A startup led by people who worked with and at Microsoft on Internet Explorer will soon release an add-on that lets customers run the aged IE6 within the newer IE8 browser.
The Unibrows add-on is aimed at companies that want to move off IE6 -- and the almost-as-old Windows XP -- to 2009's IE8 and a more modern operating system, such as Windows 7, said Matt Heller, the CEO of Washington-based Browsium.
"Companies need something simple that isn't virtualization based," said Heller. "Unibrows renders IE6 inside an IE8 tab without companies' having to change a single line of code in the sites or Web applications."
Even as Microsoft tries to put a stake in the heart of IE6, enterprises find it difficult, expensive and time consuming to dump the old program because IE8 often won't render sites designed specifically for the once-popular IE6, or won't work with IE6-era applications.
According to Gartner Research, IE6 compatibility problems will cause 1-in-5 organizations to take longer than expected or spend more than they budgeted for their Windows 7 migration projects. The problem: Approximately 40% of the Web applications used by companies still running IE6 won't work on IE8, the browser bundled with Windows 7.
Although one of Microsoft's recommended workarounds for enterprises that need to keep running IE6 is to use MED-V, the company's desktop virtualization system, Unibrows does not insert a virtualized version of the old browser into IE8. Instead, Browsium has licensed several DLLs, or dynamic-link libraries from Microsoft, to make the add-on render a site or application just as does a stand-alone version of IE6.
"We run as a local process on the machine," said Matt Crowley, the chief technology officer of Browsium. "[Unibrows] is a child process of IE8 and is triggered based on the rules [administrators have set]." At that point, Unibrows swaps in the IE6 DLLs to render the page or app within the tab.
Crowley was formerly a program manager on Microsoft's IE team, while Heller worked as a consultant for Microsoft on IE issues for more than six years.
Company IT administrators can set access to IE6-specific sites and applications via group policies within IE8, giving them complete control over when IE8 mutates into IE6. The add-on works on any version of Windows that supports IE8, including XP, Vista and Windows 7.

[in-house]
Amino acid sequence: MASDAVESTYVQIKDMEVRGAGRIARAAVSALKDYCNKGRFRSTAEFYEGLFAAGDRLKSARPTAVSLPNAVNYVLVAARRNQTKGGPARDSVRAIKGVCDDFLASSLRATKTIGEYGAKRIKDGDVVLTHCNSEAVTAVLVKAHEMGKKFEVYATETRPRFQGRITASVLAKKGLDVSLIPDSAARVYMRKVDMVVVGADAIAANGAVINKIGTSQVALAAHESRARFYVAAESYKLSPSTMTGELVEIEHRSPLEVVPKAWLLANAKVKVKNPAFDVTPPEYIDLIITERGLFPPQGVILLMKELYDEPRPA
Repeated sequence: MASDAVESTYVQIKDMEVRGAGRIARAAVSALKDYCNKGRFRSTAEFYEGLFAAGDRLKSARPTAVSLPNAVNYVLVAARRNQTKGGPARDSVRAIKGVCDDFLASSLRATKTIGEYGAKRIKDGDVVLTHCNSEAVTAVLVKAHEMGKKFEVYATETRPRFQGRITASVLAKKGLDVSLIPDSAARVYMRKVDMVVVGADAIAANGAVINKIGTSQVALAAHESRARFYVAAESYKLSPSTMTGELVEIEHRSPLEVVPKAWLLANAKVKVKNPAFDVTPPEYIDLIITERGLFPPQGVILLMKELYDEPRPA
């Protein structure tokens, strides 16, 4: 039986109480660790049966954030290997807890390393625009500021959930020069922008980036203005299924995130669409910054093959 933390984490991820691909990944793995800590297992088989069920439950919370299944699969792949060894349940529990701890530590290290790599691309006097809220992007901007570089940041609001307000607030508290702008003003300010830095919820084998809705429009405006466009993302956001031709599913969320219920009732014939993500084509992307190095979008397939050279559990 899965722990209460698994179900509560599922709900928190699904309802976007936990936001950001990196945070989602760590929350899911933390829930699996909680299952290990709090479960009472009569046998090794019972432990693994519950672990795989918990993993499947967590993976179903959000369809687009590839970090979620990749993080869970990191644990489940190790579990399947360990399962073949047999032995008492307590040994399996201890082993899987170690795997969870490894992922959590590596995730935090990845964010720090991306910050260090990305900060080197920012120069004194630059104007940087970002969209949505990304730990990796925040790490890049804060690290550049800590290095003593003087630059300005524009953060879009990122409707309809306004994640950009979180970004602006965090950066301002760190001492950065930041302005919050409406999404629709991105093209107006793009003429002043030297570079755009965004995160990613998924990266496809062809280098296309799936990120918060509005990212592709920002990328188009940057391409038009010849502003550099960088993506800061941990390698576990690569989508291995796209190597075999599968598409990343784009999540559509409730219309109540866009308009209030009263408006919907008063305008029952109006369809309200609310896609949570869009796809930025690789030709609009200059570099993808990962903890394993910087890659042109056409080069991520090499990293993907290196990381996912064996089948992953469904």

Unibrows targets organizations that want to move beyond Windows XP without having to redesign internal sites and revamp Web apps to make them compatible with IE8, said Heller. Some firms that have been beta testing the add-on plan to use it as a temporary stop-gap, while others hope to use it for several years.
One large manufacturing company in the U.K. that's testing Unibrows wants the add-on so it can migrate to Windows 7 now but hold off remaking its mission-critical CRM (customer relationship management) Web application until 2013, said Heller.
"We do see an obsolescence curve for Unibrows," Heller admitted, "but it will be years before organizations won't need IE6."
Microsoft will retire IE6 and its companion OS, Windows XP, from all support in April 2014, when it issues the final security updates for the software.
"But there are always going to be browser compatibility issues," said Crowley, adding that the technology behind Unibrows can be used to create similar add-ons for other browsers to provide backward compatibility with sites and online applications.
According to the latest statistics from site analytics vendor Net Applications, IE6 accounted for 15% of all browsers used last month worldwide. At its pace of decline over the past year, IE6 won't drop under the 10% mark until May 2011, and will still retain a share of more than 5% -- as much as Apple's Safari currently controls -- by this time next year.
Browsium has been beta testing Unibrows since July, and will ship a final version later this month, said Heller. "We're very close to release," he said.
Unibrows will be sold on a per-seat basis for $5 per user per year, said Heller.
More information about the add-on can be found on Browsium's Web site.
Gregg Keizer covers Microsoft, security issues, Apple, Web browsers and general technology breaking news for Computerworld. Follow Gregg on Twitter at @gkeizer or subscribe to Gregg's RSS feed . His e-mail address is firstname.lastname@example.org.